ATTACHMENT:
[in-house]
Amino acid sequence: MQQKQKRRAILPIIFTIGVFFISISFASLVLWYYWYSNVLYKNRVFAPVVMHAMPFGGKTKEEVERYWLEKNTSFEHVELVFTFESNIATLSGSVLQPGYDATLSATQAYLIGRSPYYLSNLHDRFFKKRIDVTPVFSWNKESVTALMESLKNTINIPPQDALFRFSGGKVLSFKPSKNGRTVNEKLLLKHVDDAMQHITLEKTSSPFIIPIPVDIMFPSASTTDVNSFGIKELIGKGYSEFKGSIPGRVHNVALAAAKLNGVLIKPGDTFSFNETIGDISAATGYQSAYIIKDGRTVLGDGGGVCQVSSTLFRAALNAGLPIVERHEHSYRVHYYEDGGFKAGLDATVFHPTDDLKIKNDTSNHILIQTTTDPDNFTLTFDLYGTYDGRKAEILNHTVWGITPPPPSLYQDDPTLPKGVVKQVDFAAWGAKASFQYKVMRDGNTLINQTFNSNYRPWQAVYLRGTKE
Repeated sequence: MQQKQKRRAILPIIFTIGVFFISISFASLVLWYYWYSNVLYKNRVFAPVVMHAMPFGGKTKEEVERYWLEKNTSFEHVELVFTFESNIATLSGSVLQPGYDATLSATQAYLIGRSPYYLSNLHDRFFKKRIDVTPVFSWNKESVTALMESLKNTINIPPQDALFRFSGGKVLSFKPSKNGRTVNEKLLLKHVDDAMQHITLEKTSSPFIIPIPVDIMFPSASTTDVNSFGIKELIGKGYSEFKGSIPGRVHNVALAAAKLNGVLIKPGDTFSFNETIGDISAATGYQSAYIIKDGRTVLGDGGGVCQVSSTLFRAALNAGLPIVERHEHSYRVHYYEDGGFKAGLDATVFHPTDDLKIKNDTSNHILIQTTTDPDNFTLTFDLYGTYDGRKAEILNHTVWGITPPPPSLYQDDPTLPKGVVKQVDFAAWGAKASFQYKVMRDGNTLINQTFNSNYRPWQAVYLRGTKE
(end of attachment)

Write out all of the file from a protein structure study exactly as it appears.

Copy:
[in-house]
Amino acid sequence: MQQKQKRRAILPIIFTIGVFFISISFASLVLWYYWYSNVLYKNRVFAPVVMHAMPFGGKTKEEVERYWLEKNTSFEHVELVFTFESNIATLSGSVLQPGYDATLSATQAYLIGRSPYYLSNLHDRFFKKRIDVTPVFSWNKESVTALMESLKNTINIPPQDALFRFSGGKVLSFKPSKNGRTVNEKLLLKHVDDAMQHITLEKTSSPFIIPIPVDIMFPSASTTDVNSFGIKELIGKGYSEFKGSIPGRVHNVALAAAKLNGVLIKPGDTFSFNETIGDISAATGYQSAYIIKDGRTVLGDGGGVCQVSSTLFRAALNAGLPIVERHEHSYRVHYYEDGGFKAGLDATVFHPTDDLKIKNDTSNHILIQTTTDPDNFTLTFDLYGTYDGRKAEILNHTVWGITPPPPSLYQDDPTLPKGVVKQVDFAAWGAKASFQYKVMRDGNTLINQTFNSNYRPWQAVYLRGTKE
Repeated sequence: MQQKQKRRAILPIIFTIGVFFISISFASLVLWYYWYSNVLYKNRVFAPVVMHAMPFGGKTKEEVERYWLEKNTSFEHVELVFTFESNIATLSGSVLQPGYDATLSATQAYLIGRSPYYLSNLHDRFFKKRIDVTPVFSWNKESVTALMESLKNTINIPPQDALFRFSGGKVLSFKPSKNGRTVNEKLLLKHVDDAMQHITLEKTSSPFIIPIPVDIMFPSASTTDVNSFGIKELIGKGYSEFKGSIPGRVHNVALAAAKLNGVLIKPGDTFSFNETIGDISAATGYQSAYIIKDGRTVLGDGGGVCQVSSTLFRAALNAGLPIVERHEHSYRVHYYEDGGFKAGLDATVFHPTDDLKIKNDTSNHILIQTTTDPDNFTLTFDLYGTYDGRKAEILNHTVWGITPPPPSLYQDDPTLPKGVVKQVDFAAWGAKASFQYKVMRDGNTLINQTFNSNYRPWQAVYLRGTKE